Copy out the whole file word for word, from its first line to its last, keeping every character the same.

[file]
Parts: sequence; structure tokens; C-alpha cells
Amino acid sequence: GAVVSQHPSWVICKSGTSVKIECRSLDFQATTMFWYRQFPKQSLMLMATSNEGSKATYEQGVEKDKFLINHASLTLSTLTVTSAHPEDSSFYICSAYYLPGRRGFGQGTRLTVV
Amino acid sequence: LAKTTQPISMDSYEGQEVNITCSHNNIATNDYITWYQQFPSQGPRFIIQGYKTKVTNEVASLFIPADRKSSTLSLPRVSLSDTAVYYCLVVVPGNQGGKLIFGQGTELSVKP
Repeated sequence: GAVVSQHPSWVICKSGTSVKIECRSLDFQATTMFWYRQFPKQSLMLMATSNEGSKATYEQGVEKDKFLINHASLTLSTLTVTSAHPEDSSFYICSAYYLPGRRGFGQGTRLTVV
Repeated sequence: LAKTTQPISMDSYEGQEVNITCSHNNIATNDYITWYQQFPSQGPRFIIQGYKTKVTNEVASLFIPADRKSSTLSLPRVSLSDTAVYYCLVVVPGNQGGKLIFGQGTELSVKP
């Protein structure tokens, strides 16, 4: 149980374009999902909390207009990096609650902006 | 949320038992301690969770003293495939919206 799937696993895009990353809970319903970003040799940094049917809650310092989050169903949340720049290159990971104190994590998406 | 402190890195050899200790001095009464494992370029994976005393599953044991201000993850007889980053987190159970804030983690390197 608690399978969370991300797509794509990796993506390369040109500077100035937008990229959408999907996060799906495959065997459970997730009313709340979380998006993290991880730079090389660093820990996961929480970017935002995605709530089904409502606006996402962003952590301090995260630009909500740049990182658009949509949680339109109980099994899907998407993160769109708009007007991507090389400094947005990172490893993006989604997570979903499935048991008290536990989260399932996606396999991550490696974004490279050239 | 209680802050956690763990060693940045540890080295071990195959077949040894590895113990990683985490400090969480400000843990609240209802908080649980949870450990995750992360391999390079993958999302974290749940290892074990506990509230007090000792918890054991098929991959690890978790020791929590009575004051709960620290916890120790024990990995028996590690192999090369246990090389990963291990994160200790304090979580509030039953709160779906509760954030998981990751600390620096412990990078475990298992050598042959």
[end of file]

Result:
Parts: sequence; structure tokens; C-alpha cells
Amino acid sequence: GAVVSQHPSWVICKSGTSVKIECRSLDFQATTMFWYRQFPKQSLMLMATSNEGSKATYEQGVEKDKFLINHASLTLSTLTVTSAHPEDSSFYICSAYYLPGRRGFGQGTRLTVV
Amino acid sequence: LAKTTQPISMDSYEGQEVNITCSHNNIATNDYITWYQQFPSQGPRFIIQGYKTKVTNEVASLFIPADRKSSTLSLPRVSLSDTAVYYCLVVVPGNQGGKLIFGQGTELSVKP
Repeated sequence: GAVVSQHPSWVICKSGTSVKIECRSLDFQATTMFWYRQFPKQSLMLMATSNEGSKATYEQGVEKDKFLINHASLTLSTLTVTSAHPEDSSFYICSAYYLPGRRGFGQGTRLTVV
Repeated sequence: LAKTTQPISMDSYEGQEVNITCSHNNIATNDYITWYQQFPSQGPRFIIQGYKTKVTNEVASLFIPADRKSSTLSLPRVSLSDTAVYYCLVVVPGNQGGKLIFGQGTELSVKP
């Protein structure tokens, strides 16, 4: 149980374009999902909390207009990096609650902006 | 949320038992301690969770003293495939919206 799937696993895009990353809970319903970003040799940094049917809650310092989050169903949340720049290159990971104190994590998406 | 402190890195050899200790001095009464494992370029994976005393599953044991201000993850007889980053987190159970804030983690390197 608690399978969370991300797509794509990796993506390369040109500077100035937008990229959408999907996060799906495959065997459970997730009313709340979380998006993290991880730079090389660093820990996961929480970017935002995605709530089904409502606006996402962003952590301090995260630009909500740049990182658009949509949680339109109980099994899907998407993160769109708009007007991507090389400094947005990172490893993006989604997570979903499935048991008290536990989260399932996606396999991550490696974004490279050239 | 209680802050956690763990060693940045540890080295071990195959077949040894590895113990990683985490400090969480400000843990609240209802908080649980949870450990995750992360391999390079993958999302974290749940290892074990506990509230007090000792918890054991098929991959690890978790020791929590009575004051709960620290916890120790024990990995028996590690192999090369246990090389990963291990994160200790304090979580509030039953709160779906509760954030998981990751600390620096412990990078475990298992050598042959």